[PyCUDA] index multiple blocks and grids
mikethesoilsguy at yahoo.com
Thu Mar 24 15:30:20 PDT 2011
Thanks for the explanation...that definitely helps. But how does the indexing
work for a 2d case?
z1 = numpy.zeros((1024)).astype(numpy.float32)
int idy =??
From: Lev Givon <lev at columbia.edu>
To: Mike Tischler <mikethesoilsguy at yahoo.com>
Cc: pycuda at tiker.net
Sent: Thu, March 24, 2011 6:13:54 PM
Subject: Re: [PyCUDA] index multiple blocks and grids
Received from Mike Tischler on Thu, Mar 24, 2011 at 03:41:30PM EDT:
> I'm new to CUDA and PyCUDA, and have having a problem indexing multiple grids.
> I'm using an older CUDA enabled card (Quadro FX 1700) before I begin writing
> a larger GPU. I've been trying to understand the relationship between threads,
> blocks, and grids in the context of my individual card. To do so, I've set up
> simple script.
> However, what if I have an array that's 1024 in length? If I understand the
> documentation correctly, block=(16,16,1) is the max value (256 threads) allowed
> for my hardware, which means I have to increase the number of grids. If I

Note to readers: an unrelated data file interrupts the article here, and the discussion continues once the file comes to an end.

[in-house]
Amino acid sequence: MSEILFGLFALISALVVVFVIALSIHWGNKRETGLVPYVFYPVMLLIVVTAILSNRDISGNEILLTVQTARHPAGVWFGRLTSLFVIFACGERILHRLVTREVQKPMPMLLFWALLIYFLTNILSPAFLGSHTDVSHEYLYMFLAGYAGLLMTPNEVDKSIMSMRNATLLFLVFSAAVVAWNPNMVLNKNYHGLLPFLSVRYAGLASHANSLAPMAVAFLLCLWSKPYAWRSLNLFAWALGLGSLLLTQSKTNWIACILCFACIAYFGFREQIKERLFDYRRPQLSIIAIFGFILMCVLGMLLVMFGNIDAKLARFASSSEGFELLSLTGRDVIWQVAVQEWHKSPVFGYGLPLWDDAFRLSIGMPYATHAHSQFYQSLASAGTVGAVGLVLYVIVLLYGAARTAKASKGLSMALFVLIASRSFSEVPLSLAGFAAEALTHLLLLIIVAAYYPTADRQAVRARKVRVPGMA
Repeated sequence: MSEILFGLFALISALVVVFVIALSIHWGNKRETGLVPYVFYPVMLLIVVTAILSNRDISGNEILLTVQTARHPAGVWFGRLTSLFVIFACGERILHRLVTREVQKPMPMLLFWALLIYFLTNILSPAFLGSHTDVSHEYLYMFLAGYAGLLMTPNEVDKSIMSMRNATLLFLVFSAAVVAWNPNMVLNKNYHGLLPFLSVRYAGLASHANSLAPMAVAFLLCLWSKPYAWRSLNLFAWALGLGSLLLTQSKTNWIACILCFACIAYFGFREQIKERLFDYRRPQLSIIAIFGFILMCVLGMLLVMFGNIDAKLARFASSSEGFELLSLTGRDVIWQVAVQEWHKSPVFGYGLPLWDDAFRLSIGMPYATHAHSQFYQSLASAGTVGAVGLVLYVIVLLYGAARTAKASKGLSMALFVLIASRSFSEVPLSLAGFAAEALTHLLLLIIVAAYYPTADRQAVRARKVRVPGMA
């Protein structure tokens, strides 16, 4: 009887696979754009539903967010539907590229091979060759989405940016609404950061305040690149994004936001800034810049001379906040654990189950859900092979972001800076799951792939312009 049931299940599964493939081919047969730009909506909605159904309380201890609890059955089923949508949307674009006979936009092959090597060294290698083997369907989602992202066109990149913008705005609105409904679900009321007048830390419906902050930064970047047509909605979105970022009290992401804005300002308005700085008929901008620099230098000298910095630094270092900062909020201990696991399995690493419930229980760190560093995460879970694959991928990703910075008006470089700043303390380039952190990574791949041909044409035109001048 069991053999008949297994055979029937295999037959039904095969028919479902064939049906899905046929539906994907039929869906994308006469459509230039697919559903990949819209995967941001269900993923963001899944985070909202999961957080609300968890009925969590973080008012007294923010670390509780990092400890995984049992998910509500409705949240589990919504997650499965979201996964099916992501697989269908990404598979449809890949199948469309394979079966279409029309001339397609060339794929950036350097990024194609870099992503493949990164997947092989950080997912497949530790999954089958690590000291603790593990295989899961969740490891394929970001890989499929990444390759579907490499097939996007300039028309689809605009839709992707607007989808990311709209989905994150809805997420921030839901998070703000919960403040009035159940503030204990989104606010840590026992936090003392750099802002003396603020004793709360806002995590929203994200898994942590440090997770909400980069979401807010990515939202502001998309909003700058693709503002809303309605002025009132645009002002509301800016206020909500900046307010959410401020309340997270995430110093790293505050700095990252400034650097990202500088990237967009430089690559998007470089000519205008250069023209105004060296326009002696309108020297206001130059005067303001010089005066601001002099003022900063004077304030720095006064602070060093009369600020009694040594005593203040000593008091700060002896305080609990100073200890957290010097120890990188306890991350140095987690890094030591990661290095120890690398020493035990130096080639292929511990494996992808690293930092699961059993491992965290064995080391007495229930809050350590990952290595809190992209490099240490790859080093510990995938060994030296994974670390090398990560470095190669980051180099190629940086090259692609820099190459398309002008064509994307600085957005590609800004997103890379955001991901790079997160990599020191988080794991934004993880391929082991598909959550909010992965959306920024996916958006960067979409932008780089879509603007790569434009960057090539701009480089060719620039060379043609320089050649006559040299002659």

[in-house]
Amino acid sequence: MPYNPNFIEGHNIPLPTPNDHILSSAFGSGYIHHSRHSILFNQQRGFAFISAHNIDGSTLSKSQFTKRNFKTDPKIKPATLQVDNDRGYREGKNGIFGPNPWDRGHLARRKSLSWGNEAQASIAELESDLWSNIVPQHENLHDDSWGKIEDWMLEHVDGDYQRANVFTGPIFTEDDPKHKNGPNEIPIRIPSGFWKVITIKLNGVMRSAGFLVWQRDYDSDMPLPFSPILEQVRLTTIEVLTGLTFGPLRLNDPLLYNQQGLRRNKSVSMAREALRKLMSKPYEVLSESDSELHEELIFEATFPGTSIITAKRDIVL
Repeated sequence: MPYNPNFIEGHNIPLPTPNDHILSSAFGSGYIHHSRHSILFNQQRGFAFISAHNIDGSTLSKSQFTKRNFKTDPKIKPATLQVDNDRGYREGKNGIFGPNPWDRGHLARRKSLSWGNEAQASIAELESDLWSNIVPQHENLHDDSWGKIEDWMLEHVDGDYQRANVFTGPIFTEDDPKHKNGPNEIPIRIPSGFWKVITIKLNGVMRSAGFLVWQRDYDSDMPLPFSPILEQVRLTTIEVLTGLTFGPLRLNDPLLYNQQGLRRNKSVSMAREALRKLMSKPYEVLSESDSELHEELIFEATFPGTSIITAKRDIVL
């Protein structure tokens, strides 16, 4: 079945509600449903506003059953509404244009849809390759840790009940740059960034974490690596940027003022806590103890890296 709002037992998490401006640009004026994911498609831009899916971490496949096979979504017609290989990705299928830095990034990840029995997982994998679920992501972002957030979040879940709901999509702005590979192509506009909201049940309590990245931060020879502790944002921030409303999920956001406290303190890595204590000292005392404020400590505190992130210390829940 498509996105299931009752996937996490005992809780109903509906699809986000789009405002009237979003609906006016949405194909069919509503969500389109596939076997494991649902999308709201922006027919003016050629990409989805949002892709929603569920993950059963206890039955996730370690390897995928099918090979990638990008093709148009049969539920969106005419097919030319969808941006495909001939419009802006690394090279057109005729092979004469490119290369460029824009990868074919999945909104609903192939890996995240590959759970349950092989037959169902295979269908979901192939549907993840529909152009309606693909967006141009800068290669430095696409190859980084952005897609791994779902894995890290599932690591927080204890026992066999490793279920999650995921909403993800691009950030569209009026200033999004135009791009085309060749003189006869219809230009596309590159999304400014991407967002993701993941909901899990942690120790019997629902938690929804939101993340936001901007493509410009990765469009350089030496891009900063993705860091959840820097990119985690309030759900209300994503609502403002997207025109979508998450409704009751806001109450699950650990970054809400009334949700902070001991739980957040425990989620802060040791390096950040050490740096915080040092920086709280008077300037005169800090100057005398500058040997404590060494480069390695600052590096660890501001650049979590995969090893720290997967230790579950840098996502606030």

> change the parameters of my script to:
> z1 = numpy.zeros((1024)).astype(numpy.float32)
> How do I correctly index the array locations in my kernel function given
> multiple grids (z1[???]=???) ? There is a gridDim property, but not gridIdx
> property, like with threads and blocks.
threadIdx identifies the thread in a single block. To access a 1D
array of 1024 elements assuming a maximum of 256 threads per block,
you can combine the values in threadIdx and blockIdx, e.g.,
int idx = blockIdx.x*blockDim.x + threadIdx.x;
and launch the kernel with a thread block with dimensions (256, 1, 1) and a
grid with dimensions (4, 1). See Chapter 2 of the CUDA Programming
Guide for more info.
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